In this degree you’ll explore a wide curriculum with exercise physiology, biomechanics, psychology and sociology the core areas of focus. You’ll study the short and long term changes the body experiences after physical activity, environmental stress and exercise; the biomechanics of human movement, including the interaction between the athlete and the equipment they use; and motivation and group dynamics in exercise. You’ll also develop the skills to identify the optimal techniques to boost sporting performance and analyse movement to reduce risk of injury.

Our teaching staff are experts in their field with interests varying from elite athlete performance testing, supra-maximal exercise, cardiopulmonary testing, stroke rehabilitation and neuromuscular patterns in movement.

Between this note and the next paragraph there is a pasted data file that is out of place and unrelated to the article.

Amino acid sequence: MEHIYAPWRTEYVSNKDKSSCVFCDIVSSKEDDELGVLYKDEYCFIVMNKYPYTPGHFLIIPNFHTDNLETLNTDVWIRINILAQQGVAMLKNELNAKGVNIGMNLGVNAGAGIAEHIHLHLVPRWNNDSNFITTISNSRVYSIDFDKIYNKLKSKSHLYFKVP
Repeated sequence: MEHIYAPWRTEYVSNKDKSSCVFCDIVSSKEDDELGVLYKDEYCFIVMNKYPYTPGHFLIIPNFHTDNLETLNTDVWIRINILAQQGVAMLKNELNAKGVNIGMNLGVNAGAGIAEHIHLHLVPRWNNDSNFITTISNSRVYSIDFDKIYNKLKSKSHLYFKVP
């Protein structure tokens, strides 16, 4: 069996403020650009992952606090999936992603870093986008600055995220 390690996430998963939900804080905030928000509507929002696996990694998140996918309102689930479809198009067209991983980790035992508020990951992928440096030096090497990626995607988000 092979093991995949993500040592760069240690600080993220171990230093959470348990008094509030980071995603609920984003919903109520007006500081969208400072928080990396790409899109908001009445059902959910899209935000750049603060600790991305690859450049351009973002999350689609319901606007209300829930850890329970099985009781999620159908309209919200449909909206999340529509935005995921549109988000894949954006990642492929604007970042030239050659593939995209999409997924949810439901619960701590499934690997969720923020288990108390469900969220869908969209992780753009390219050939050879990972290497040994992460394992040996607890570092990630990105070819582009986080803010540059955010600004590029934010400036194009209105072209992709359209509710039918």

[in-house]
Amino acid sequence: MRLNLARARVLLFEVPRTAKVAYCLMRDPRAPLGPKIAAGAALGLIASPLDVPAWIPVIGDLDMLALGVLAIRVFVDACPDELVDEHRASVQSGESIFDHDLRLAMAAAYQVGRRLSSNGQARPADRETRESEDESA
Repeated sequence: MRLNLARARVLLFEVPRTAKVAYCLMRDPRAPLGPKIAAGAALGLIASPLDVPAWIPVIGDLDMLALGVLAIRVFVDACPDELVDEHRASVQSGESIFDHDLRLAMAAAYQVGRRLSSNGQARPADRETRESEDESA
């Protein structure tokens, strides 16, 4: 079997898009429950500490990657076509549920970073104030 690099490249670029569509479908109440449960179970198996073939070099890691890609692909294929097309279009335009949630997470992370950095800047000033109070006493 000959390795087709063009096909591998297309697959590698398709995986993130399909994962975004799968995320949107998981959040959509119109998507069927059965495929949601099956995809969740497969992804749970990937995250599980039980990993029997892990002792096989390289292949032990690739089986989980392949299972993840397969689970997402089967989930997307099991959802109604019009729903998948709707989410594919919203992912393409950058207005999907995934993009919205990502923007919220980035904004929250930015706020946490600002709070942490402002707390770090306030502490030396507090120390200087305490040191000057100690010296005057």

The University has state-of-the-art facilities available to you throughout the course, this includes Cosmed breath by breath gas analysers, Woodway treadmills, a climate chamber, blood analysers, BodPod (body fat analyser), Wattbikes, EMG and 2D motion analysis.

There’s also an optional work placement module where you’ll gain experience in the culture and structure of the sport and exercise science industry.

Modules

Modules for this course are subject to change. For full up-to-date module details please see the course page on the university website.
Year 1 modules include:

Essential Principals of Effective Coaching and Teaching (core, 15 credits)
Musculoskeletal Anatomy (core, 15 credits);
Human Physiology (core, 15 credits);
Professional Studies (core, 15 credits);
Introduction to Biomechanics (core, 15 credits);
Foundations of Sport Psychology (core, 15 credits);
Physiological Principals of Training (core, 15 credits);
Applied Sports Science (core, 15 credits)

Year 2 modules include:

Biomechanics of Human Movement (core, 15 credits);
Sociology of Effective Coaching and Teaching (option, 15 credits);
Sport Psychology: Controlling Individual Performance and Exercise (core, 15 credits);
Exercise Physiology (core, 15 credits);